A teen-aged girl who saved the lives of fellow refugees may soon represent them at the 2016 Olympics.
Fleeing Syria last August, Yusra Mardini and her sister, Sarah, boarded a seven-person boat overflowing with 20 refugees. None of the others knew that a world-class swimmer, who’d trained for a decade to compete in the Olympics, was sitting with them.
They’d owe their lives to her — and that training — over the next few hours.
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Just 30 minutes into their perilous crossing of the Aegean Sea, the tiny boat’s motor died, and it began taking on water.
Yusra and her sister, the only two people on board who knew how to swim, leaped into the water. The sisters swam for three-and-a-half hours, pushing the boat to shore in Greece and saving everyone aboard.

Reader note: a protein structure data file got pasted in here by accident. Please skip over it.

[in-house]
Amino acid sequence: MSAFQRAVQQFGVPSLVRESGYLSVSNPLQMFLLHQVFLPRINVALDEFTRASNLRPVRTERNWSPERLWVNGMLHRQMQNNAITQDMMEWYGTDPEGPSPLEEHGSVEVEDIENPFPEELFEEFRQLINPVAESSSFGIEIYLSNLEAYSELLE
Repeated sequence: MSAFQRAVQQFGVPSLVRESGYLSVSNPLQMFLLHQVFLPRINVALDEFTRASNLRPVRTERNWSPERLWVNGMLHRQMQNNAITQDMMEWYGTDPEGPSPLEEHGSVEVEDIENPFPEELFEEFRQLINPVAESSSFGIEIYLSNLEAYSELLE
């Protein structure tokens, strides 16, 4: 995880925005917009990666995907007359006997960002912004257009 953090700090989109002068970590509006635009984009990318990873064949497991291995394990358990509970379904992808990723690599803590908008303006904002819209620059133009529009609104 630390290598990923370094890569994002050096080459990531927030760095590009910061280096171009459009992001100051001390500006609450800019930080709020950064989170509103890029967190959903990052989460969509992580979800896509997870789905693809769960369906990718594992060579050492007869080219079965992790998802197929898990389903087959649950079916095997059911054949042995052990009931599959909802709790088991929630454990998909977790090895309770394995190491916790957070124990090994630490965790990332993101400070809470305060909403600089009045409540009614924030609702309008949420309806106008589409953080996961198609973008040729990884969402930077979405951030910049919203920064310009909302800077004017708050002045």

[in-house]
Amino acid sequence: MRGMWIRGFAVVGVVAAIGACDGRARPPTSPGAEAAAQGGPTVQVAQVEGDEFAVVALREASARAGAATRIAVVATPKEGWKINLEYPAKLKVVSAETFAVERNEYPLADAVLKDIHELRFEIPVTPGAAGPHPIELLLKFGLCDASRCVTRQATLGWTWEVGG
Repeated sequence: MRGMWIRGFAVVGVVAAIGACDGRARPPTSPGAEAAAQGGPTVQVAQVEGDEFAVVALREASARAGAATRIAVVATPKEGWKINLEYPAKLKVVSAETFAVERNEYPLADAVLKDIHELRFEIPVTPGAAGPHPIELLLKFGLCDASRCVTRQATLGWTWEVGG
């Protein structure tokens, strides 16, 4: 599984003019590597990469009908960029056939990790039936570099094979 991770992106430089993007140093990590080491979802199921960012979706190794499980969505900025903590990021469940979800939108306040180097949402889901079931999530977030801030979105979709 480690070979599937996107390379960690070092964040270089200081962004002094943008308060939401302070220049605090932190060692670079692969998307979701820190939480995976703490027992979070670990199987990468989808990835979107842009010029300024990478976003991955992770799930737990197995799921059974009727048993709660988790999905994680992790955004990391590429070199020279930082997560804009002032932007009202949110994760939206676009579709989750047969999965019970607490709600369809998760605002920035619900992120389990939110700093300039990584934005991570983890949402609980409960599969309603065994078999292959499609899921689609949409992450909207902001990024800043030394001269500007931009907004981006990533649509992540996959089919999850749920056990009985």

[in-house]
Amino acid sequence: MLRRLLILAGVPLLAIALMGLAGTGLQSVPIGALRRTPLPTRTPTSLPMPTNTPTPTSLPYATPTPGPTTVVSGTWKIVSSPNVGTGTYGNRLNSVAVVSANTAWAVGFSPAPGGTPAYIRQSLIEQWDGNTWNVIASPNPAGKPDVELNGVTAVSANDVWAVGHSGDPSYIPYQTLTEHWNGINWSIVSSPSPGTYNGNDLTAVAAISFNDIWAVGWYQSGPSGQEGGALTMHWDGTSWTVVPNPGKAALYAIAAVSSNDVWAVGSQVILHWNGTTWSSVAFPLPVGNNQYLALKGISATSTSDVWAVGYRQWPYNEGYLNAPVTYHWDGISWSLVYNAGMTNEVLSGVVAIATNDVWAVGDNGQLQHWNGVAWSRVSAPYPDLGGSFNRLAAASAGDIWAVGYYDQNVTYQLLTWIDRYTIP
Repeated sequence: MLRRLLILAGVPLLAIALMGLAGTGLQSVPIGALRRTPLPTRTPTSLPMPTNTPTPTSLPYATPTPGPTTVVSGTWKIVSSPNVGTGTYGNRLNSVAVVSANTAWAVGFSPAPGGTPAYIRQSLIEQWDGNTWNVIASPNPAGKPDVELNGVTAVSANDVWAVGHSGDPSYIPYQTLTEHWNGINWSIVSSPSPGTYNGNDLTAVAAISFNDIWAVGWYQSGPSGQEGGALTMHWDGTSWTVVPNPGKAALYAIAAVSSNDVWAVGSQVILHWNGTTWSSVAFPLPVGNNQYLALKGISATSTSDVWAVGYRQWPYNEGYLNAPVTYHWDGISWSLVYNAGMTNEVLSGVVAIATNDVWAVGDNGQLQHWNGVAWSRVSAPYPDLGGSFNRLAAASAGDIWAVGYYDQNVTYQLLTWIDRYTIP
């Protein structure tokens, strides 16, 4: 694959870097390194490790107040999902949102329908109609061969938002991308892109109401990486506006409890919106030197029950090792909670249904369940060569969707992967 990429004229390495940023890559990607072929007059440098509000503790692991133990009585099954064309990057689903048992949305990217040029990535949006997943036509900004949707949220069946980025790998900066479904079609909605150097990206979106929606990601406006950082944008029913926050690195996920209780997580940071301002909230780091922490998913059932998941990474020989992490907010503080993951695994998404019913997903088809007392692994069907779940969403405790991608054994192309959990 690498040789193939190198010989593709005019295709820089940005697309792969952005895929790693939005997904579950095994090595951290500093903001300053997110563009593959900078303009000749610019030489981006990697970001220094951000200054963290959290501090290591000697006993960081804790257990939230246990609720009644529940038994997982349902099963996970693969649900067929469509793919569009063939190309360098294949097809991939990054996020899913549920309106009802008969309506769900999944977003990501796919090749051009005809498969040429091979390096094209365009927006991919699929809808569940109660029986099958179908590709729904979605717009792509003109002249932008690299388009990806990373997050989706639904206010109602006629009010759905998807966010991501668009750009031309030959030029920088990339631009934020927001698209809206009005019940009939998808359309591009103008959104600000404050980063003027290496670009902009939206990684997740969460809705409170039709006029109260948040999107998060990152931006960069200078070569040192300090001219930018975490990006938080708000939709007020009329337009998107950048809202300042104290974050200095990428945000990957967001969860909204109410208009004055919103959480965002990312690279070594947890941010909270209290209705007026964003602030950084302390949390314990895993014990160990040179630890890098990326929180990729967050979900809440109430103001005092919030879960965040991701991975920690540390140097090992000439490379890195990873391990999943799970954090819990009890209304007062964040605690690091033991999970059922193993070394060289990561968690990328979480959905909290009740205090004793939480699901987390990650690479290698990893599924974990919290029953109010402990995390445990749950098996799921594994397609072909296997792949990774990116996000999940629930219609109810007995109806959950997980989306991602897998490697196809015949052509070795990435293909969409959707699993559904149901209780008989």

She still leaps into the water every day for her fellow refugees, but now, it’s into Olympic-sized pools – completing her training to represent them at this summer’s Olympic Games in Rio de Janeiro.
The International Olympic Committee (IOC) has created a special team for the 2016 Games. Instead of representing an individual country, it will be made up of refugee athletes from around the world who will compete under the IOC flag.
IOC President Thomas Bach says “Team Refugee Olympic Athletes” will deliver a “message of hope to all refugees of the world.”
Yusra is one of 43 refugees competing for just five to ten spots on the team. The 18-year-old says if she doesn’t make the cut, she’ll keep training for the 2020 Tokyo Olympics.
If she does earn a chance to compete this year, Yusra will march into the Rio Games exactly one year after the near disaster on the Aegean Sea that already proved she has the heart of a champion.
(WATCH the video from CCTV News below and READ more at The Guardian) – Photo: CCTV video
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